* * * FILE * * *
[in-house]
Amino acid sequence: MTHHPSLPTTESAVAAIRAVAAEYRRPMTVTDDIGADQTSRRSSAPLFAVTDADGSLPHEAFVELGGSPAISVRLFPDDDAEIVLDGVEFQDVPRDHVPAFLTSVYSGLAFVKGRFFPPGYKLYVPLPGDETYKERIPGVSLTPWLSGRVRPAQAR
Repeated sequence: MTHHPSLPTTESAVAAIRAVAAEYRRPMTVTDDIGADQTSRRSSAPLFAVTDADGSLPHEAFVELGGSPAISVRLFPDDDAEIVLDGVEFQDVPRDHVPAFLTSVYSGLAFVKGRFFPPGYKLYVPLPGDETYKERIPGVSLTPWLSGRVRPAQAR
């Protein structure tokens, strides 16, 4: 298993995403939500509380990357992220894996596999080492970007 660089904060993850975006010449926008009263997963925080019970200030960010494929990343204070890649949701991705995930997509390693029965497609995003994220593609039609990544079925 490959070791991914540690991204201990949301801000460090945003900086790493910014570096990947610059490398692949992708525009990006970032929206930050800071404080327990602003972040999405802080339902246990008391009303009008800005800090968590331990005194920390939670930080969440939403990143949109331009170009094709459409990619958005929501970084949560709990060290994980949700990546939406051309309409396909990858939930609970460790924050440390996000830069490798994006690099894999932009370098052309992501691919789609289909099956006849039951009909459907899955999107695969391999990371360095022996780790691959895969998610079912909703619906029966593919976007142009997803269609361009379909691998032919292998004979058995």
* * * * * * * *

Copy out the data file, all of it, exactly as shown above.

[in-house]
Amino acid sequence: MTHHPSLPTTESAVAAIRAVAAEYRRPMTVTDDIGADQTSRRSSAPLFAVTDADGSLPHEAFVELGGSPAISVRLFPDDDAEIVLDGVEFQDVPRDHVPAFLTSVYSGLAFVKGRFFPPGYKLYVPLPGDETYKERIPGVSLTPWLSGRVRPAQAR
Repeated sequence: MTHHPSLPTTESAVAAIRAVAAEYRRPMTVTDDIGADQTSRRSSAPLFAVTDADGSLPHEAFVELGGSPAISVRLFPDDDAEIVLDGVEFQDVPRDHVPAFLTSVYSGLAFVKGRFFPPGYKLYVPLPGDETYKERIPGVSLTPWLSGRVRPAQAR
């Protein structure tokens, strides 16, 4: 298993995403939500509380990357992220894996596999080492970007 660089904060993850975006010449926008009263997963925080019970200030960010494929990343204070890649949701991705995930997509390693029965497609995003994220593609039609990544079925 490959070791991914540690991204201990949301801000460090945003900086790493910014570096990947610059490398692949992708525009990006970032929206930050800071404080327990602003972040999405802080339902246990008391009303009008800005800090968590331990005194920390939670930080969440939403990143949109331009170009094709459409990619958005929501970084949560709990060290994980949700990546939406051309309409396909990858939930609970460790924050440390996000830069490798994006690099894999932009370098052309992501691919789609289909099956006849039951009909459907899955999107695969391999990371360095022996780790691959895969998610079912909703619906029966593919976007142009997803269609361009379909691998032919292998004979058995």